Queen's Diamond Jubilee: South east Wales' planned celebrations
As the Queen prepares to mark her Diamond Jubilee, south east Wales is set for a four-day weekend of celebration.
The bunting has been hung out for street parties, picnics and parades for the jubilee.
On Tuesday, Queen Elizabeth II will become only the second monarch in British history to celebrate 60 years on the throne.
However, some anti-monarchist events are also planned around the region.
The number of Diamond Jubilee street parties in Wales is expected to exceed those which celebrated the wedding of the Duke and Duchess of Cambridge.
Councils received more than 300 applications for street closures in June, which is 100 more than for Prince William's marriage to Kate Middleton last year.
Rhondda Cynon Taf council received 58 and Cardiff council received more than 40.
First Minister Carwyn Jones visited Oldcastle school in Bridgend on Friday where they buried a time capsule and hosted a street party for lunch.
On Saturday, celebrations were kicked-off in style with the homecoming parade of the 1st The Queen's Dragoon Guards in Cardiff. They left City Hall at midday, marched down St Mary Street, long Mill Lane and finished at the Hayes.
The public is also invited along to a party held by Access for Black and Minority Ethnic Children Cymru at Eastmoors community centre in Splott from 11:00 BST.
Porthcawl library is hosting a royal story time from 15:45 BST.
Cardiff's main celebration, the Big Jubilee Lunch, starts at midday on Sunday in St Mary Street and live footage of the Thames Diamond Jubilee Pageant will also be screened.
A flotilla of 1,000 boats, led by the Queen, will sail down the River Thames.
On Monday, a network of 2,012 beacons will be lit across the UK and Cardiff Castle will join in with its own ceremony in the Norman Keep at 22:00 BST.
There will also be a beacon lit on Flat Holm Island in the Severn Estuary.
On Tuesday, community picnics will be held at Bryngawr Country House and Park, Bridgend, and on Llandaff cathedral green, Cardiff, where there will be donkey rides and storytelling in the bishop's castle.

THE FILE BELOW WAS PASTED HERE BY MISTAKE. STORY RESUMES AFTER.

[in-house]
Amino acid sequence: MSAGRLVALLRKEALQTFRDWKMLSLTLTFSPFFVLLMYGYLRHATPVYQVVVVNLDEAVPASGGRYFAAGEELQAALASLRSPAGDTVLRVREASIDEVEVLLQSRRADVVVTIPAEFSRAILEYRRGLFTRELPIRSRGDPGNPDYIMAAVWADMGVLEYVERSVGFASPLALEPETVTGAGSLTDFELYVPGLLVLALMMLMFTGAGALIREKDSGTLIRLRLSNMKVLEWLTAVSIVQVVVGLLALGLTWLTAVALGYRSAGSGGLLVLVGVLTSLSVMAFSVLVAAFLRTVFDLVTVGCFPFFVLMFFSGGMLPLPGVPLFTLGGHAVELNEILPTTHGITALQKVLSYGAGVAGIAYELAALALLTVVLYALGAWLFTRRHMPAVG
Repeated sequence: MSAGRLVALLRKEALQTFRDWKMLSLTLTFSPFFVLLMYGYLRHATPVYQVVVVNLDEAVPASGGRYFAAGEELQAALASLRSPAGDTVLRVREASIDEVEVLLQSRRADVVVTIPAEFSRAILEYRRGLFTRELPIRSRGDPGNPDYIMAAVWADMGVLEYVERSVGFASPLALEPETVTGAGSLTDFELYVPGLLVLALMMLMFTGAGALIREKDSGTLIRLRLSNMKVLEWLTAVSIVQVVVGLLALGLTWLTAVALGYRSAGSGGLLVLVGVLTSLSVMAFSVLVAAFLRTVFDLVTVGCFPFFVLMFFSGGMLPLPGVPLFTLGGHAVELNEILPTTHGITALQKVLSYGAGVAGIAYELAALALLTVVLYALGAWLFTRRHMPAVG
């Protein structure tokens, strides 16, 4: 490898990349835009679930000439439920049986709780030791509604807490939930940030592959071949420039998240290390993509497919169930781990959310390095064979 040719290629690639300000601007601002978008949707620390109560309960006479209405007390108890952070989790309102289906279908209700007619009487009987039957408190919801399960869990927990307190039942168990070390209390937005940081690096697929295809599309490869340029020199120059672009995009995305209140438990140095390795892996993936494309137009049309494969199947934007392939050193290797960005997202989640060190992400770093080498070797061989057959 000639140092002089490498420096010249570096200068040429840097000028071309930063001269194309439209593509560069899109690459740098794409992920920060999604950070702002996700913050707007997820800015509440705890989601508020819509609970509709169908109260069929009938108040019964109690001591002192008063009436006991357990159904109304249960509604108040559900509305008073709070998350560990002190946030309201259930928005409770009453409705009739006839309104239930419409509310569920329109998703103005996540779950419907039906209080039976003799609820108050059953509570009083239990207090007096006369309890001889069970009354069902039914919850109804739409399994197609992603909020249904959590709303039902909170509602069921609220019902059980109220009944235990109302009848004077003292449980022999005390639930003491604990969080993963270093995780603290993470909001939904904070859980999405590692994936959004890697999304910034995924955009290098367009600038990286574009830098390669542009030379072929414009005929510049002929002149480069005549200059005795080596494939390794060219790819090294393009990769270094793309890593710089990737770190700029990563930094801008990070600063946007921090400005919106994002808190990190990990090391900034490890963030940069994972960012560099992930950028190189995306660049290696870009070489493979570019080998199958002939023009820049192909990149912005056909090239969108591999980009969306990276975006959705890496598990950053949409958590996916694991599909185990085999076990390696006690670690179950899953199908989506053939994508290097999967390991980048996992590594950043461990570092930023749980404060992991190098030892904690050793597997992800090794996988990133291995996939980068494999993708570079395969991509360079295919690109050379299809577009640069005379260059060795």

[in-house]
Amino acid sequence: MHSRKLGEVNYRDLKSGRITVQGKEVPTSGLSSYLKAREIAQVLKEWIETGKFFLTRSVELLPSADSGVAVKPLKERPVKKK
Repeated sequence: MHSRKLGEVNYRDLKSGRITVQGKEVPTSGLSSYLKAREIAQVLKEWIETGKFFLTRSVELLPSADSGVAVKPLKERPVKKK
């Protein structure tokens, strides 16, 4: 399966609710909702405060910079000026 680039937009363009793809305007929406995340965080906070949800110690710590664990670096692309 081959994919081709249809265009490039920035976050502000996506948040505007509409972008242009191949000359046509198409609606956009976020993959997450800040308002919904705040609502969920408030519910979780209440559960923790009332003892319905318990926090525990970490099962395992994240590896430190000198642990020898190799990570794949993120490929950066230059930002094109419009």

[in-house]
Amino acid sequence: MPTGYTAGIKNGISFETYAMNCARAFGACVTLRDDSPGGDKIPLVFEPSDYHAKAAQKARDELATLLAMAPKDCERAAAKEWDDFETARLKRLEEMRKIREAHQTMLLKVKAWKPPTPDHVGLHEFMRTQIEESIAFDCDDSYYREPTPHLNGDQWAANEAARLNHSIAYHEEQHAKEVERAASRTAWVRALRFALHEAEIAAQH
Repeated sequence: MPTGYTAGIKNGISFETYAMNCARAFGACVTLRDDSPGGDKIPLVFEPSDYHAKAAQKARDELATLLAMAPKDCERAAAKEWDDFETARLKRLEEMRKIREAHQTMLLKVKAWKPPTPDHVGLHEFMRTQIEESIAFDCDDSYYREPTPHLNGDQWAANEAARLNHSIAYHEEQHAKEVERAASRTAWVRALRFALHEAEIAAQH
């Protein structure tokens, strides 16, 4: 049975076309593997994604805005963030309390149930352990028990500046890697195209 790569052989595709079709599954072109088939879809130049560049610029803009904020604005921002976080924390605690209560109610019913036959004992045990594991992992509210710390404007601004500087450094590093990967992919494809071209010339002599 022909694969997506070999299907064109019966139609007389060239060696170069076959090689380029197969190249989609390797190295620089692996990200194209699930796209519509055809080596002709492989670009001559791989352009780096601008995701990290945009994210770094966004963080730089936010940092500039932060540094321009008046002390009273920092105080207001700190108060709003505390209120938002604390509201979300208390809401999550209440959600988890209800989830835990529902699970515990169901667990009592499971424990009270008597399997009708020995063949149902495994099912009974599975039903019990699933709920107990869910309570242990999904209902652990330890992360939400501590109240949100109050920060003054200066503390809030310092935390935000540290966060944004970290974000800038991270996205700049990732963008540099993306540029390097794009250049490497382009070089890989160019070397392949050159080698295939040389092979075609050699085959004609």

Bridgend councillor Phil White said communities have come together to share the "excitement and enthusiasm".
"In this Olympic year I think we should make every effort to bond with our friends and neighbours whether it's at a big street party or something smaller at home," he added.
But as much of Wales gears up to celebrate the jubilee, not everyone is happy.
Anti-monarchist group Republic's sole aim is to replace the Queen with a democratically elected head of state.
Its members plan to protest during the jubilee celebrations.
Nick Wall, Republic's chairman in Wales, told BBC Wales: "It's an institution with a great deal of political power and we believe that political power should be subject to the ballot box and not just a consequence of bloodline."
Paul Flynn, MP for Newport West, calls himself the "moderate voice of sanity in the Commons".
"On royal occasions the House of Commons becomes infantilised. We suddenly go back to babyhood and behave as though we're living in a fairy story with supreme beings and the rest of us as being of no worth whatsoever," he said.
Republicans will be holding an anti-jubilee party at the Globe, Albany Road, in Cardiff on Monday.